We will setup a static IP address for the built-in ethernet port (en0). On the Mac open the system settings and select Network. Change to manually configure IPv4 and set the IP address to:

Open a terminal and enter the command ifconfig:

Checking the connection between the computer and the ZedBoard

We will set the IP Address of the ZedBoard to (same subnet) using the command:

ifconfig eth0

Now let's try to ping the ZedBoard from the MacBook.

We have setup a working ethernet connection between our host and the ZedBoard.

Accessing the PetaLinux web server

PetaLinux is running a full web server in their Linux installation. To access it we just have to enter the IP address in our favorite web browser.

Let's try some of the menu alternatives. Here is the Admin page.

Establish an ethernet connection between host and guest

Now we have to figure out how to connect to our guest OS (Ubuntu 64bit) from our host (Mac OS) and vice versa. So far we have connected to our virtual machine using NAT.

This will allow the guest system to access the broader internet through our host’s connection. We wll be able to download packages, check email; whatever. Nobody outside sees anything of our guest system; as far as they’re concerned, it doesn’t exist. However, we cannot access any guest resources from our host machine, nor can any guest machines access each other.

Host-Only adapter

We’ll need to add another network adapter to our guest machine, but this time, it’ll be a Host-Only Adapter. By using this type of adapter, we’ll be able to access a private, virtual network consisting solely of our host and any guests. Any of the member machines can access each other, but nothing outside of this self-contained “network in a box” can get in. We will shutdown our guest OS and add a host-only network adapter.

1. Select Preferences from the VirtualBox top menu.
2. In the preference pane select Network.

3. Select Host-only Networks and then the add icon (+). The vboxnet0 will be added.
4. Click the edit icon (the bottom one).
5. Take note of the IP address. That’s the address at which our guests can access the host.
6. The IP address is the start of the Class C private range. By convention, network routers and other gateways use to reference a private network generically.

7. Select DHCP Server.

By default, there’s a DHCP server set up on the network. Since we’re going to be assigning static IP addresses, we don’t really need this, so we can uncheck the “Enable Server” box on the DHCP configuration panel.
9. Click OK
10. We will create a new network adapter (Adapter 2) and attach it to host-only adapter.

11. We are ready to boot our guest OS (Ubuntu).
12. We now have two "ethernet cards" , eth0 and eth1 in our guest OS

Configure the guest

We need each of the guests to have a static IP address on the host-only network. Log in to our Ubuntu guest and issue the following command:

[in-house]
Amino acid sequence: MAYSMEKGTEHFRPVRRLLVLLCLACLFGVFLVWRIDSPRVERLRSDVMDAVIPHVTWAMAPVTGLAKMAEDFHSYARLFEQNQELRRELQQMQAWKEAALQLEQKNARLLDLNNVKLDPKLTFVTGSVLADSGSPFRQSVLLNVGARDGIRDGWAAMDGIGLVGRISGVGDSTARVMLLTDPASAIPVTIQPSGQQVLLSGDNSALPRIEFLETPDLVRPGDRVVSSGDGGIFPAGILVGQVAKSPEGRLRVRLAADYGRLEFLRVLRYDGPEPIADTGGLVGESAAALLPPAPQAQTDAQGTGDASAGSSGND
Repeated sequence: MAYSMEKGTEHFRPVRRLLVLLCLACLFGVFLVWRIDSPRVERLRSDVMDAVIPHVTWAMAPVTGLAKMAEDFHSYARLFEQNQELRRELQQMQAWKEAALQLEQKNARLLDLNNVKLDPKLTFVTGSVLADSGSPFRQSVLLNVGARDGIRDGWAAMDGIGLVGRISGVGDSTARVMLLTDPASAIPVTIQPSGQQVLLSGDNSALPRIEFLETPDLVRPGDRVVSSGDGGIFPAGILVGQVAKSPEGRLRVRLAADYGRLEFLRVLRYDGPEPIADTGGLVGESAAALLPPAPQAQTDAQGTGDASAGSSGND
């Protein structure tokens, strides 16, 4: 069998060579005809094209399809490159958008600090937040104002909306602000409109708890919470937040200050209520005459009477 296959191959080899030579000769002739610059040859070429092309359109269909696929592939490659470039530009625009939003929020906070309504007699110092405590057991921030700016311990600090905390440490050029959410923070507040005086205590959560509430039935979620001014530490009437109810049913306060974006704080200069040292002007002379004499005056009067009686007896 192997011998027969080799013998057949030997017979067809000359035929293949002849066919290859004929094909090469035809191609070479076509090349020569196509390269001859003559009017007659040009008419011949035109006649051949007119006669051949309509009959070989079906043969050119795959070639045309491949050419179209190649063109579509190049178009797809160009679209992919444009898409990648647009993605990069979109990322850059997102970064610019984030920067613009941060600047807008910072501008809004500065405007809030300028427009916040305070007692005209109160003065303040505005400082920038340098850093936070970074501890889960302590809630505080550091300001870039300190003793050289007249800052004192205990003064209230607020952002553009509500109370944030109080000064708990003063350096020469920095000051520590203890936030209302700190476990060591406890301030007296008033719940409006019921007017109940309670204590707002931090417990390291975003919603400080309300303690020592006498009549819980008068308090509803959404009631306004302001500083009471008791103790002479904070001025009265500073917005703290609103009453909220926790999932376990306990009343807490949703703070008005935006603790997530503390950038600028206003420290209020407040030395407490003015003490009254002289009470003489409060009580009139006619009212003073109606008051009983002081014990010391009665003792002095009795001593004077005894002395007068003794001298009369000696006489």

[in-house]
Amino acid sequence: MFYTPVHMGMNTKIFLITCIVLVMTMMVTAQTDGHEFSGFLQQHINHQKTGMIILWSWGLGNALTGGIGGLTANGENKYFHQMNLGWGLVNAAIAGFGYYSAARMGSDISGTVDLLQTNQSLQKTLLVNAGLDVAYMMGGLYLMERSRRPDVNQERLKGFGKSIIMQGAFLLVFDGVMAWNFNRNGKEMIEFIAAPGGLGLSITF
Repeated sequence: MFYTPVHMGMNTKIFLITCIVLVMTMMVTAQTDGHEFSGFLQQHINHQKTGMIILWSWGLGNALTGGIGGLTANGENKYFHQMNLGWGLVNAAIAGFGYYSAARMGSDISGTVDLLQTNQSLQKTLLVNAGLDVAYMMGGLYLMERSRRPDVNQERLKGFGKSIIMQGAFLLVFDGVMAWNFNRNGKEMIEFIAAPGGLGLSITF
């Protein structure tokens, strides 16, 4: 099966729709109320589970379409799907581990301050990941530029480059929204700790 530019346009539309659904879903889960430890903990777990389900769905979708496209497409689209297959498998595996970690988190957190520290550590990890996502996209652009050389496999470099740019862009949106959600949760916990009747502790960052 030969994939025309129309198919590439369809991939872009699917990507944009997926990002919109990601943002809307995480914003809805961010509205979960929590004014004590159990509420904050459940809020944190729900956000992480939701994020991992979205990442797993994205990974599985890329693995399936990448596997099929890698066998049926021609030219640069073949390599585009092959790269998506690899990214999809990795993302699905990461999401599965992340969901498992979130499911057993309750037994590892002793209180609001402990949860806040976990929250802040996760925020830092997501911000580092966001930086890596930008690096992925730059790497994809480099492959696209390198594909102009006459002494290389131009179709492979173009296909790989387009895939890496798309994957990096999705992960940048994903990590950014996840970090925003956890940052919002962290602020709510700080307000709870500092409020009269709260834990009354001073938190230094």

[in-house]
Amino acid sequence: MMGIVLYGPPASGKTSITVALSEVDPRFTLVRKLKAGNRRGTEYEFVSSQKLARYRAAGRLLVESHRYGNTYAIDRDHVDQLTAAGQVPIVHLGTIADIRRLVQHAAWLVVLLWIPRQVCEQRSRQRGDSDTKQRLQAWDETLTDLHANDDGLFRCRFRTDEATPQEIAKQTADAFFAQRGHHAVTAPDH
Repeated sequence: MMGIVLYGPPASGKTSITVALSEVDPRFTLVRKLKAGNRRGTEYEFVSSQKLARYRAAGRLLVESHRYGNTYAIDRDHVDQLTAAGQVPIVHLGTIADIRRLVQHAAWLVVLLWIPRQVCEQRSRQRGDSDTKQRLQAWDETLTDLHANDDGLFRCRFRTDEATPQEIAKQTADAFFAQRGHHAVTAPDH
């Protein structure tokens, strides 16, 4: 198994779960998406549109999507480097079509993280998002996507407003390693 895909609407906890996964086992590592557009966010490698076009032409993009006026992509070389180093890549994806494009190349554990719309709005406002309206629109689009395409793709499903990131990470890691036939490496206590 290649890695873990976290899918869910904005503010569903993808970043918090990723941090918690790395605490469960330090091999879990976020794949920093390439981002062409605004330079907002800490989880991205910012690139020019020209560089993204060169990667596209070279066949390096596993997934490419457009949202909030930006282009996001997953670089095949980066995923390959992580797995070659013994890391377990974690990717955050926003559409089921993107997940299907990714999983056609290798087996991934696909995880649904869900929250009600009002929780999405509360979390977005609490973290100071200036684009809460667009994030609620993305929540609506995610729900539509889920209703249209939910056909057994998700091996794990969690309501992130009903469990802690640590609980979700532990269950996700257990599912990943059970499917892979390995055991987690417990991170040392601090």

sudo ifconfig eth1 netmask up

Set guest IP address permanent

If we set the IP address using the ifconfig command it is just temporary. When we reboot Ubuntu this configuration will disappear. To make it permanent follow this steps:

1. From the Ubuntu menu select System Settings->Network.

2. Select the wired network matching eth1. Check the MAC address to find out which one it is. Enable it and click the Options button.

3. Select IPv4 settings. Choose Manual method and specify the IP address, netmask, and gateway. Click Save.

Ping from host to guest

Ping from guest to host

Remote login using ssh

Secure Shell (SSH) is a cryptographic network protocol for secure data communication, remote command-line login, remote command execution, and other secure network services between two networked computers that connects, via a secure channel over an insecure network. Before we can use ssh we have to enable ssh servers for both the host and guest.

Start the ssh/sftp server in Mac OS X

  1. Open System Preferences and click on “Sharing”
  2. Select the check box next to “Remote Login” to enable it.

Setting up an ssh/sftp server in Ubuntu

Install the following packages to enable the ssh server:

sudo apt-get update
sudo apt-get install libncurses5-dev
sudo apt-get install openssh-server

Remote login from host to guest

Here is the command to login from the Mac OS X host. Don't forget to include the guest's username before the IP address.

Remote login from guest to host

Here is the command to login from the Ubuntu guest. Don't forget to include the host's username before the IP address.


We now have established an ethernet connection between the host and the guest and between the host and the ZedBoard. This will allow us to communicate and transfer data to/from all three nodes in our system.

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Posted at 15:38 by

August 9, 2014   12:07 PM PDT
hi Sven

what if we need to set Ethernet on Zedboard, but with standalone application, in order to make a connection with Pc or other device which have ethernet connection, my goal is to send xml file from zedboard to the other device via Ethernet, but with standalone application ?

thank you